Year: 2017
Director(s): Bong Joon-ho
Writer(s): Bong Joon-ho, Jon Ronson
Region of Origin: US, South Korea

Aspect Ratio: 2.35:1
Rating: n/a
Digital, Color, 118 mins

Synopsis: Meet Mija, a young girl who risks everything to prevent a powerful, multi-national company from kidnapping her best friend – a fascinating animal named Okja. (Source)

If birth and death are black and white, then life is the endless shades of grey caught in the middle. With Okja, director Bong Joon-ho explores the space between these absolutes by focusing on something we all need – food. Equal parts corporate satire, adventure and social awakening, Bong illustrates how all of our actions, big or small can create ripples throughout an interconnected world. Masquerading at times as a blockbuster, Bong focuses on sustainability, not just in terms of raw resource, but in action and deed. Are our actions, the way we treat each other, animals and use precious resources a valid solution for survival, and at what cost? Suddenly ideas that should be an easy answer turn into something infinitely more complex, with Bong taking a critical look at the state we’re in as a global race. Throughout, Bong’s film is forceful, taking command of our emotions with a plea that we never forget the value of life. As complicated as Bong’s questions are, so to is his film, featuring big action sequences one minute and harrowing moments of quiet desperation the next. On every level, this is an astonishing achievement, one that rattles our soul and lingers with purpose.

In 2007, CEO Lucy Mirando (Tilda Swinton) of the Mirando corporation secretly announces a weapon against world hunger and global overpopulation – a super pig. Genetically advanced to leave a light eco footprint, these technical wonders carry far reaching implications. Before unveiling them to the world, however, Mirando has spread 26 of the creatures throughout the world, allowing them to flourish naturally before unveiling the best specimen to the public. One of these, Okja, grows up in South Korea under the wing of a young girl named Mija (Ahn Seo-hyun) and her grandfather (Byun Hee-bong). 10 years later, Mirando is ready to collect Okja, unbeknownst to Mija, who has created an unbreakable bond with her companion. After being taken from her, Mija embarks on a mission to bring Okja back no matter the cost, meeting a mix of wild characters along the way including ALF, a group of animal activists who want Okja for their own agenda.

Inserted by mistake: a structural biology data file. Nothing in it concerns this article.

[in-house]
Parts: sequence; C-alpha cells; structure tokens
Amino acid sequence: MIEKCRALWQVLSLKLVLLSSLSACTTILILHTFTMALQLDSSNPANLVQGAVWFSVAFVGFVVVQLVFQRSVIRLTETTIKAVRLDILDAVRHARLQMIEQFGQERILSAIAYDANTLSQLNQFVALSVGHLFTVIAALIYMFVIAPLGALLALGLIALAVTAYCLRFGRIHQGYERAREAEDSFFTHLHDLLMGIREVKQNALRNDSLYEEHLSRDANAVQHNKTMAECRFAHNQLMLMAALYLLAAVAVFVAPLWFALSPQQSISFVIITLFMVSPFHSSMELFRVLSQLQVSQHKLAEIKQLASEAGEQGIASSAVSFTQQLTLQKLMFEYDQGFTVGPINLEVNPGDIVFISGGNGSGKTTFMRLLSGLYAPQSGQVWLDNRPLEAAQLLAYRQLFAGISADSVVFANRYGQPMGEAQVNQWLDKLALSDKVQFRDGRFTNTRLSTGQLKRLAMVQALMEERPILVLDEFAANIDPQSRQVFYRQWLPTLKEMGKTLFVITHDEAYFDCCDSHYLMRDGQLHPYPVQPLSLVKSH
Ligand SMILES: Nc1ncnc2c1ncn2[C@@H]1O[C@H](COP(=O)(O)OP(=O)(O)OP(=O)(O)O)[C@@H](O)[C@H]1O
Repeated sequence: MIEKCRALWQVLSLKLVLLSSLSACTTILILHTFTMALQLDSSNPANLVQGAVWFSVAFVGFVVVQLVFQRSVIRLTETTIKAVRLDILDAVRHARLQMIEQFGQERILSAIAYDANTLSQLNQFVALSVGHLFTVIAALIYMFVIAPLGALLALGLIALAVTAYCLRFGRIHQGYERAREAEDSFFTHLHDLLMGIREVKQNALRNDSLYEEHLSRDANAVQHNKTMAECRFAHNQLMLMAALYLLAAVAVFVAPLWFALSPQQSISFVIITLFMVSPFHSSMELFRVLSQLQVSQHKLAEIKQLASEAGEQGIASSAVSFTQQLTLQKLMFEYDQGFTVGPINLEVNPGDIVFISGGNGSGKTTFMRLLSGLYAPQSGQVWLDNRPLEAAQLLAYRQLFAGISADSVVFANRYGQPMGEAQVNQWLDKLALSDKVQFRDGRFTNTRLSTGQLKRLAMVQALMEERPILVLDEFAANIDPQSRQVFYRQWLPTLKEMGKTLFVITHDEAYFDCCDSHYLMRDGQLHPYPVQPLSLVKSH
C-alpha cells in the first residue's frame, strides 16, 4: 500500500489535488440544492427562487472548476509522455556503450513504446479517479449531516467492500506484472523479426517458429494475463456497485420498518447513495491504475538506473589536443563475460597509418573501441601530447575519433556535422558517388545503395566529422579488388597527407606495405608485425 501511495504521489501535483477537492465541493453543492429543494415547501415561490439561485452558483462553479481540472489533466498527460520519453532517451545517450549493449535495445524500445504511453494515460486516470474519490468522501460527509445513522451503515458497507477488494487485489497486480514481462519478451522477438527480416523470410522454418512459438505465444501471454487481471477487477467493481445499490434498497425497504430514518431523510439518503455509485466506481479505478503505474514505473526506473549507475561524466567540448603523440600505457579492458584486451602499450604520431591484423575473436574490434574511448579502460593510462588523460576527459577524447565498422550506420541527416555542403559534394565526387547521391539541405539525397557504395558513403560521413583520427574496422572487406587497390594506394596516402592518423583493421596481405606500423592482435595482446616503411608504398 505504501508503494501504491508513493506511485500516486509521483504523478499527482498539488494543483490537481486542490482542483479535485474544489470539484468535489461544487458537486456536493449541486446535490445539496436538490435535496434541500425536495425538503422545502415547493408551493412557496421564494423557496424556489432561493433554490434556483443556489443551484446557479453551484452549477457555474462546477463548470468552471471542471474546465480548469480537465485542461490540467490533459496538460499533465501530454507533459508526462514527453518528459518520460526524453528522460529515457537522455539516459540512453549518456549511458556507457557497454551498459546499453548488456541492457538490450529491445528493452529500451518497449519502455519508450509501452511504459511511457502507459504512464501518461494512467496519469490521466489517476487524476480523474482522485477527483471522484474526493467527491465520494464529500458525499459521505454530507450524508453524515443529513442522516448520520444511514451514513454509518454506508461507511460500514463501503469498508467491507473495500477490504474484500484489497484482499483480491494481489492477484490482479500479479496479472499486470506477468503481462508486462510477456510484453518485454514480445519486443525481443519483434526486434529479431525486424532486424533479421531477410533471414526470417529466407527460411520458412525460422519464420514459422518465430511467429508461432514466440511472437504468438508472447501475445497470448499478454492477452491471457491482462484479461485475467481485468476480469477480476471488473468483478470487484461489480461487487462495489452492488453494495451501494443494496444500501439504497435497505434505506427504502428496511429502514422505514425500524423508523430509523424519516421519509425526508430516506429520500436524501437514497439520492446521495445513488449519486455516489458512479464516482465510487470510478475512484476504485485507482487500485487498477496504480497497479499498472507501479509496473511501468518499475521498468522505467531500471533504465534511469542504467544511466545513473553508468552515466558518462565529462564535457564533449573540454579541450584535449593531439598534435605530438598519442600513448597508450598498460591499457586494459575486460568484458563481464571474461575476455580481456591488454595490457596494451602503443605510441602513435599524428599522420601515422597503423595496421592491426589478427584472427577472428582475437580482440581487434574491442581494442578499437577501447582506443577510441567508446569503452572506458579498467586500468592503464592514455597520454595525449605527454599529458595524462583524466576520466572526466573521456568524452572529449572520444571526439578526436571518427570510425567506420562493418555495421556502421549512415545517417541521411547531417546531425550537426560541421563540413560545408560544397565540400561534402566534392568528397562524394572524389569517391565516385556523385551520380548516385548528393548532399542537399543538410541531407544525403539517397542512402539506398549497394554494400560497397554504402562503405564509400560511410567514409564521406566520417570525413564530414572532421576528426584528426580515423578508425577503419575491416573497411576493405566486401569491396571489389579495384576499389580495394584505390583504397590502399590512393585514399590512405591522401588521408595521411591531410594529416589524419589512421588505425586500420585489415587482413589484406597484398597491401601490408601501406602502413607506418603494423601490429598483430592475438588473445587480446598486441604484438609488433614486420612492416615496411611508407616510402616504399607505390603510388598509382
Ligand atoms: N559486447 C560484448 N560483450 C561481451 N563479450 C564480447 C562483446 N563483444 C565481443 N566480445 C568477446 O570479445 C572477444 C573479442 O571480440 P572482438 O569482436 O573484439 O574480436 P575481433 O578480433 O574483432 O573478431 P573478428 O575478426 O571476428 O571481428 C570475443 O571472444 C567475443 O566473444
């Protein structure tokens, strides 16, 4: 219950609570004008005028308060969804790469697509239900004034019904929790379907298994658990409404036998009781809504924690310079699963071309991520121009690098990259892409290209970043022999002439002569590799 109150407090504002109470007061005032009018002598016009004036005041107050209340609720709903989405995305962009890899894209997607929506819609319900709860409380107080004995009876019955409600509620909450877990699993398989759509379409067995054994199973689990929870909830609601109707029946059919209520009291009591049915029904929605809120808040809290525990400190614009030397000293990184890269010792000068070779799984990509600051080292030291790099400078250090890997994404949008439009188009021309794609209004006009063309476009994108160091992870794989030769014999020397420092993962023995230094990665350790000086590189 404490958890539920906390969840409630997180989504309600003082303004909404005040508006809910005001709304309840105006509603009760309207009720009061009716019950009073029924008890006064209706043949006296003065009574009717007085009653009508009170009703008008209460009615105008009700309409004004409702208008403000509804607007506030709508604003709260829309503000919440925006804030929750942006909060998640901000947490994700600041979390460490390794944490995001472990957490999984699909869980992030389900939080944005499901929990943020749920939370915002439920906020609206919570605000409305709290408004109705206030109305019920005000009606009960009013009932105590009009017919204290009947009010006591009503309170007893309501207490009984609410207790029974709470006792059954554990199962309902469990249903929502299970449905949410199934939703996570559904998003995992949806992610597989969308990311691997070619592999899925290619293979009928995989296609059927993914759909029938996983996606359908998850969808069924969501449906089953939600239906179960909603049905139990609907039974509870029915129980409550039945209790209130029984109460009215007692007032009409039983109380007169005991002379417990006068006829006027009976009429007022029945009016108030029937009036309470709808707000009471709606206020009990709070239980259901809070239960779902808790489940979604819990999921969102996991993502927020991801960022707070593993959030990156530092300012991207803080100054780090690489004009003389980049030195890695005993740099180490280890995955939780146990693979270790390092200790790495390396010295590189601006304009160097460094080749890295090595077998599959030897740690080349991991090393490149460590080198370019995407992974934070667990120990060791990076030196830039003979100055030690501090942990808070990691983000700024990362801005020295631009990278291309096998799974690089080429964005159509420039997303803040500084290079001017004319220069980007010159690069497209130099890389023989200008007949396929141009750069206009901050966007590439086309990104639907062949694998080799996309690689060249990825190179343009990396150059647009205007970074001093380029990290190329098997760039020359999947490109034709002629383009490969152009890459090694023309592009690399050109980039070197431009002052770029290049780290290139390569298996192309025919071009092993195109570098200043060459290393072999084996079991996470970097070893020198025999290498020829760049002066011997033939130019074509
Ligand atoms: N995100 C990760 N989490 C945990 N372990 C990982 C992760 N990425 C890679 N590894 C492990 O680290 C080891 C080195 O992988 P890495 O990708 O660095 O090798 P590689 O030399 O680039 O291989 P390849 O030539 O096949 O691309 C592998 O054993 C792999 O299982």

There is a lot going on beneath the film’s surface, but if there’s an anchor, it’s Bong’s exploration of how good intentions can unexpectedly go awry. How far is too far, and when do noble deeds cross the line and carry destructive consequence. Through it’s not hard to follow the film’s stance on life, animal or otherwise, Bong is interested in the ways we try (or don’t) to reach an unattainable balance, or how we can be so blindly invested in our own interests that we lose sight of the bigger picture. In that sense, the titular super pig turns out to be a common need between three distinct factions, each tied together by a force they can’t control, and all scrambling in futility against nature. The diversity and perspectives populating Bong’s film provide plenty of nuance and subtext, allowing for a film that continually transforms with thrills and shocks but also delicate moments of grace. If you want pure spectacle, you’ll get it, but there’s also tremendous heartbreak and purpose pulsing through every frame and detail.

Like the film itself, the cast is expansive, boasting an ensemble who carry wide-ranging implication. At the center of everything is Mija, and Ahn Seo-hyun is a commanding force that we can’t look away from. As the embodiment of innocence, Mija is headstrong and pure, a smart way for us to look at the film’s ideas with fresh eyes, as Ahn carries the film on her shoulders with a rare ferocity. As Lucy Mirando, Tilda Swinton turns in another wild character, balancing interior motives with bottom line. Swinton is whacky, but also has conviction. The whistle-blowing Animal Liberation Front seeking Okja in order to take down Miranda is a blast. Consisting of Paul Dano’s Jay, Steven Yeun’s K, Lily Collins’ Red, Devon Bostick’s Silver and Daniel Henshall’s Blond, the crew are colorful, loud and fun, themselves a smart dissection of unsustainable justice. Jake Gyllenhaal is the most cartoonish of the bunch, but really hunkers down for one of the film’s most devastating moments.

At this point in his career, it’s impossible to not call out Bong Joon-ho for being what he is, a total genius with a keen eye for social dissection and cinematic artistry. Okja is a virtually perfect film that balances unanswerable questions with precise emotion and a challenge for us as a society to do better. You can come for the irresistibly cute creature at the film’s center, but there’s also a sobering message about the humanity lost amidst by-the-numbers, mass produced necessity. There’s bound to be something that resonates here with everyone, with Bong’s ambition matched only by his global scope. Okja is exactly the type of intricate, meaningful film that’s has been absent from Hollywood for too long, proving that you can blend entertainment with heartfelt relevance and soul.